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National SEN & Disability Legal Practice

SEN Legal FAQ

Please find below a list of frequently asked questions and there answers. Click on the question to expand the answer.

Why it is Advisable to have legal help and what will a Solicitor do?

It is ultimately up to you whether you represent your own case or seek professional representation by a solicitor/barrister (There are also lay representatives who have no legal qualifications). There is no legal requirement either way, and it is certainly not the case that Tribunals prefer parents to represent themselves. Parents are entitled to represent themselves if they wish but should be aware that Local Authorities are represented either by an Officer of the Authority, a solicitor usually from the Local Authority’s Legal Department or a specialist Barrister in the field of education law on the basis that is extremely productive in terms of outcome. Our experience suggests that the more expensive the provision sought by the parent, the more effort the authority will make in contesting the provision sought by the parent. Expensive placements are rarely straightforward appeals. Our experience suggests a direct relationship between the cost of the provision sought and the effort with which the Local Authority will contest the appeal. The former President of the SENDIST Tribunal, His Honour Judge Simon Oliver, has publicly commented on the fact that unrepresented parents generally have difficulties presenting their own cases, due to the complexities involved, and often find the Tribunal process very daunting. On this point, Brian Lamb OBE, the chairman of the Special Education Consortium and author of the Lamb Inquiry into Special Educational Needs and Parental Confidence (a government enquiry) commented on 19th January 2010:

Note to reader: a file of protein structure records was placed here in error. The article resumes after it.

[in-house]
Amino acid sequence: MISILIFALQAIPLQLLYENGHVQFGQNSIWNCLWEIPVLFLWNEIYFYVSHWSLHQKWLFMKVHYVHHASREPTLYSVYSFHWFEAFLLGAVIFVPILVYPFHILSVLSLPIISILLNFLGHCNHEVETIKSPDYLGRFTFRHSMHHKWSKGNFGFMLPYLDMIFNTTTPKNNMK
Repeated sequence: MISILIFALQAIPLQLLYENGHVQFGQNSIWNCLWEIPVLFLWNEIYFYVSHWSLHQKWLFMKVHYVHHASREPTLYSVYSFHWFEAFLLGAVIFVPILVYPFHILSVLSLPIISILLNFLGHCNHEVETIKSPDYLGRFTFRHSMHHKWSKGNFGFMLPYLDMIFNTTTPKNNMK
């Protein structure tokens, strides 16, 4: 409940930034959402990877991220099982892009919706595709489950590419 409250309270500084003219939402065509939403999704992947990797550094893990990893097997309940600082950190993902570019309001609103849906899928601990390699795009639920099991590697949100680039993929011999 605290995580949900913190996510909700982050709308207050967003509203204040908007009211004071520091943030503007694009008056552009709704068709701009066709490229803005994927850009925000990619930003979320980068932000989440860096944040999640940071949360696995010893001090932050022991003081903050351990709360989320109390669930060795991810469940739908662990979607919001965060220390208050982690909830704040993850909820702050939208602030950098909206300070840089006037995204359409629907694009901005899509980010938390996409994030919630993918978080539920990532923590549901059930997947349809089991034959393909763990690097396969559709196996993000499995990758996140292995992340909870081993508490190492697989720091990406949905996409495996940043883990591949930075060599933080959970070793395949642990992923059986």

“Unrepresented parents are unable to properly handle the Tribunal system”.
The SEND Tribunal hearing is ultimately a formal judicial process, work is done on the basis of evidence and complex law and the presence of solicitors and barristers, especially those who specialise in education law, who will fight your corner and apply their knowledge and experience, can make a massive difference in terms of prospects of success. You may feel more confident if you have some help and moral support and are able to match the Local Authority’s firepower with your own. All judicial systems are evidence based and in most cases Local Authority cases will be supported by evidence from their own Educational Psychologists and NHS Therapists and in some cases lawyers (solicitors and barristers) will present the Authority’s case against the parent.

If you intend to use a solicitor, then you should certainly choose one that specialises in Education Law. In terms of lawyers, the day of the all-rounder is long gone. As in medicine, where you would not expect a consultant in rheumatology to undertake brain surgery, you would not expect a conveyancing specialist or a personal injury lawyer to conduct a Special Educational Needs and Disability Tribunal (SENDIST) appeal.

There are also lay representatives; some of them have impressive websites. Lay representatives are not lawyers and they are of variable quality. They are not regulated by any professional body. This summer, as in other years, we have had a flow of new clients who have lost their Secondary Transfer Appeals, using lay representatives and some of them were the better lay representatives too. When faced with a distraught and crying parent, it does not help to point out that there is a lot of truth in sayings such as:

  • You get what you pay for
  • You don’t get ought for nought
  • There is no such thing as a free lunch

When choosing a solicitor for an Education Law issue, the questions you should be asking are:

  • How many appeals to the SEND Tribunal does the practice undertake per year?
  • What is the success rate for the practice?